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The earthquakes that occur near volcanoes are typically too small to be felt, and usually not damaging. They can, however, occur in very large numbers. Their presence can indicate the movement of magma or gas, or simply reflect the adjustment of stresses in the surrounding region. Some of these cracks occur off to the sides, others occur under the edifice and allow magma to creep upward. As magma begins to rise in the earth before an eruption, a volcano may expand and start to crack under the pressure. Each of these fractures creates an earthquake. These processes create the hundreds or thousands of earthquakes that precede most eruptions. Sometimes these earthquakes begin months before an eruption. Sometimes the lead-time may be just hours.
Identifying and characterizing earthquakes associated with volcanic processes requires its own tailored workflow. They must be separated from other earthquakes that are not volcanic in origin. To achieve this, the Alaska Earthquake Center partners with the Alaska Volcano Observatory. The Earthquake Center addresses large earthquakes and their societal impacts, while the Volcano Observatory focuses on the smaller earthquakes that can occur in large numbers near volcanoes.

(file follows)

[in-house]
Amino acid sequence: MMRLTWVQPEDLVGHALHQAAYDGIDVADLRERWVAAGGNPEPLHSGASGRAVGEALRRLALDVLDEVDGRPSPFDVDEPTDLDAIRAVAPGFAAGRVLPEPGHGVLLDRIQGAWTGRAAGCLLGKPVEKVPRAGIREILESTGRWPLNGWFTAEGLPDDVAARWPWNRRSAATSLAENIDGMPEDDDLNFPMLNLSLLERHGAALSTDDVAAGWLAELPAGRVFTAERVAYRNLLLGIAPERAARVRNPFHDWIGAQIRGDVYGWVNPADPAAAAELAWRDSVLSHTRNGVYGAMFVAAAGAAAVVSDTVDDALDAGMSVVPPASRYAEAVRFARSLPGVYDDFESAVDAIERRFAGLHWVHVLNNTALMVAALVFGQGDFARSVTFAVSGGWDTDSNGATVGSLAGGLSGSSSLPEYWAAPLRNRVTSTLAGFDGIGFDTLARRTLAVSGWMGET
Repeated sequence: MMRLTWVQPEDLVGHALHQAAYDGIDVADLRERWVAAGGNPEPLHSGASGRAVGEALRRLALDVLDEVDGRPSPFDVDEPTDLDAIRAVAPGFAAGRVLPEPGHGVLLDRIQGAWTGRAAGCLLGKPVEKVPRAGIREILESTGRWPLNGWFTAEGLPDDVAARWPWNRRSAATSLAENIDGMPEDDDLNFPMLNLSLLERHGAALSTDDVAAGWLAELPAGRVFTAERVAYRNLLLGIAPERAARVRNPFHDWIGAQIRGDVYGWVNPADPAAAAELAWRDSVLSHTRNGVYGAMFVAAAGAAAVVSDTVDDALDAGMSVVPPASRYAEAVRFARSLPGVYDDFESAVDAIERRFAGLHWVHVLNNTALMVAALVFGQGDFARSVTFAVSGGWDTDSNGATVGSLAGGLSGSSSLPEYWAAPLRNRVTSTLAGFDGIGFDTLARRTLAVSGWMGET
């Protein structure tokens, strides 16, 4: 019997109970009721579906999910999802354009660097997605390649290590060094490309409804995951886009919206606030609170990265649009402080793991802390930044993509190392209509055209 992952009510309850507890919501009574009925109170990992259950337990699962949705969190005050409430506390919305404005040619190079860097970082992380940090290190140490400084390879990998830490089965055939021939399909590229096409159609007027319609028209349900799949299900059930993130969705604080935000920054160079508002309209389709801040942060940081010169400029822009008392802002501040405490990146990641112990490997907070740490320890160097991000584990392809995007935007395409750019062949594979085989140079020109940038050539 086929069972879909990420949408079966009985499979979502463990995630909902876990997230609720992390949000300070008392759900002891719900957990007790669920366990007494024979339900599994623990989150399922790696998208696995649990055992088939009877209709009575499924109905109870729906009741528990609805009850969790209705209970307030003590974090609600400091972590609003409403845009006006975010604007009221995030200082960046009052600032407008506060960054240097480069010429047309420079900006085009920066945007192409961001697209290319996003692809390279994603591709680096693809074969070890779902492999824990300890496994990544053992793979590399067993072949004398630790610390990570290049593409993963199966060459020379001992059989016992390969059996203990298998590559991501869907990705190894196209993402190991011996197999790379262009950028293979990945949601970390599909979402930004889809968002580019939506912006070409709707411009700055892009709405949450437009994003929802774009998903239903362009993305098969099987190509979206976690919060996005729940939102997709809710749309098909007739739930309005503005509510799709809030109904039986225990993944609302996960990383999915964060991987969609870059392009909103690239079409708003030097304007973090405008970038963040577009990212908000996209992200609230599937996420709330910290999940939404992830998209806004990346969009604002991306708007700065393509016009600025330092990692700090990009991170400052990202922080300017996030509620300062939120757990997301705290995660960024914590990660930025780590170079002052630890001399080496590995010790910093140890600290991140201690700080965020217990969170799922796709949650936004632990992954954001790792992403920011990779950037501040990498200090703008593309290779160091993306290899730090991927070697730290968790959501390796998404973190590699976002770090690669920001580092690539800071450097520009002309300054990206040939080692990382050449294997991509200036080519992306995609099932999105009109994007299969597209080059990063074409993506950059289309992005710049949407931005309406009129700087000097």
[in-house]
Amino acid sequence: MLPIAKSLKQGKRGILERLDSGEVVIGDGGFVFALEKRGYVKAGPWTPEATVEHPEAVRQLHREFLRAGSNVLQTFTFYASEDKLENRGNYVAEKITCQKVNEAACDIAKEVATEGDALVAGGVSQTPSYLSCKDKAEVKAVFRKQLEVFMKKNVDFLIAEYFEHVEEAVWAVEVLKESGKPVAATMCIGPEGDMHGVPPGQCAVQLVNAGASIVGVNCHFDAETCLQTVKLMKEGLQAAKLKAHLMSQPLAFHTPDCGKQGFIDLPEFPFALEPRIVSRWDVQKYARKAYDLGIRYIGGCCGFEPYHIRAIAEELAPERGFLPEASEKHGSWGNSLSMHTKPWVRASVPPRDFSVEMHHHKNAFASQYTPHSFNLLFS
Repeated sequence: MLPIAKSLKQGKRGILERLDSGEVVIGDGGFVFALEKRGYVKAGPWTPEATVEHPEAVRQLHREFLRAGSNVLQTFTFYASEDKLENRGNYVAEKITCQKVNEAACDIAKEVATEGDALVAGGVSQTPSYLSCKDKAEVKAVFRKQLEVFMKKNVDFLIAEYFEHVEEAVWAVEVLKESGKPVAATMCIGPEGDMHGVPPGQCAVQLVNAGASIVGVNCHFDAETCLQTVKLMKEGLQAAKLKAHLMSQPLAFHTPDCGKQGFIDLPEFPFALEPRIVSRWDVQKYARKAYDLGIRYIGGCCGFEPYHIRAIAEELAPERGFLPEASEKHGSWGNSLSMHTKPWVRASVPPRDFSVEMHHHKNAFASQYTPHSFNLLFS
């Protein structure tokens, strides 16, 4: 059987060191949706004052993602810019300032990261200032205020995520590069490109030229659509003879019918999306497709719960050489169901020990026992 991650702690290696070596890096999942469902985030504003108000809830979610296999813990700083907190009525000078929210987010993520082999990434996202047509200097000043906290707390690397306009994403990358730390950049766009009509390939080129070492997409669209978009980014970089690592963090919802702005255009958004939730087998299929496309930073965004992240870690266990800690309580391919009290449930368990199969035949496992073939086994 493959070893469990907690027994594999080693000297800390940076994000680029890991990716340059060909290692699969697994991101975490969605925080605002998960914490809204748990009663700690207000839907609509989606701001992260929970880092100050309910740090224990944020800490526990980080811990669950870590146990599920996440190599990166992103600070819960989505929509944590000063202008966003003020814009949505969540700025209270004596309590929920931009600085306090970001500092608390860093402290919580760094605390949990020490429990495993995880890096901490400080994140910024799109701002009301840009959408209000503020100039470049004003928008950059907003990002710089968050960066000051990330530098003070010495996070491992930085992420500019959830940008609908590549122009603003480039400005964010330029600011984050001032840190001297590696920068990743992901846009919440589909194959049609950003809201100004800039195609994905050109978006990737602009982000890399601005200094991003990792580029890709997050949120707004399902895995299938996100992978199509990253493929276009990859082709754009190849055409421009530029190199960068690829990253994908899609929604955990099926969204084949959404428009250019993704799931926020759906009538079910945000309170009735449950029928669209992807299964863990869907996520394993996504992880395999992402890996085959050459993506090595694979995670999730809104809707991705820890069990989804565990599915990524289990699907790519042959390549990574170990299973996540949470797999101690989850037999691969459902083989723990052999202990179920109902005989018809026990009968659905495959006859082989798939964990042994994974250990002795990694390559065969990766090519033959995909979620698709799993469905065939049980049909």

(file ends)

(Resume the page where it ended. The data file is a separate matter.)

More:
Seismic data is only one tool for monitoring volcanoes. The Volcano Observatory combines these with other observations, including geology, satellite imagery, ground deformation, and local observations to assess volcano hazards.
For information about recent earthquake activity near volcanoes visit Recent Volcano Seismicity or the Alaska Volcano Observatory website.